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The problem is that one pharmaceutical company would like to market a type of medication that interferes with a person’s neurochemicals in order to reduce the degree of romantic attachment. The rationale behind this is that this drug is supposed to help people who are dealing…
According to Fukuyama’s philosophy, there is no identifiable or definite Factor X which defines a human being. Fukuyama believes that Factor X is not the human tendency to make moral choices or to act with reason or to speak a language, or possess emotions or a consciousness, or everything else that we think defines our humanity. Instead, Fukuyama believes that Factor X is the sum total of all of these things. Nevertheless, this sum total is still largely undefined and cannot therefore be pointed out (“Our Posthuman Future”). This means that the term “Factor X” is nothing more than an arbitrary representation of the vague and actually unidentifiable humanity in each one of us.
Fukuyama then concludes that this Factor X, or whatever it is that makes a human being human, must be protected against biotechnology. If biotechnology were to interfere with human affairs, there is a huge possibility that it will modify Factor X and change human nature not for the better but for the worst. Moreover, Fukuyama calls on international legal organizations to define the limits of human experiments in biotechnology and to limit biotechnology itself (“Our Posthuman Future”).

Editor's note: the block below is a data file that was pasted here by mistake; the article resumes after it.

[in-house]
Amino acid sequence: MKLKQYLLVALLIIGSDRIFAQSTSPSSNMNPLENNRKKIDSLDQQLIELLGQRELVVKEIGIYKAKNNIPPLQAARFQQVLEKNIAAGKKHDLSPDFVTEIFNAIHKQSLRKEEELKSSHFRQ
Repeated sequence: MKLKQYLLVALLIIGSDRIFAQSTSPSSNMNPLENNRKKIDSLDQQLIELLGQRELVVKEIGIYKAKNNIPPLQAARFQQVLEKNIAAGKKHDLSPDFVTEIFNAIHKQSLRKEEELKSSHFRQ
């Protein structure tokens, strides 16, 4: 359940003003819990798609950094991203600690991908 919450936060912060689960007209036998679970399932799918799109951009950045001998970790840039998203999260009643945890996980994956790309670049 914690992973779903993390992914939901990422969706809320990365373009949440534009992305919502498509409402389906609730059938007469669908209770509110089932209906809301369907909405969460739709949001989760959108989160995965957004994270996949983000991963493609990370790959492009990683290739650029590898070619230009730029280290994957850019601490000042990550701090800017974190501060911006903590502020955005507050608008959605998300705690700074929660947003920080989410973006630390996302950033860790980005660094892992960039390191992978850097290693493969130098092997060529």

Although some sectors of society would contend that it would be impossible to regulate biotechnology, for Fukuyama, it is possible, and there are reasons to it. First, anticipated imperfect results should not discourage us from trying certain methods of regulation. Second, biotechnology can be dealt with at the national level and does not exactly need any international agreement. Third, we should emphasize the ban on certain biotechnology ideas except those for therapeutic purposes only. Thus, cloning of humans must be strictly prohibited, as well as anything else that does not contribute to therapy (“Our Posthuman Future”). This is debatable, however, since some of those that have potential therapeutic value can actually alter Factor X.
For Fukuyama, the natural rights argument is ...
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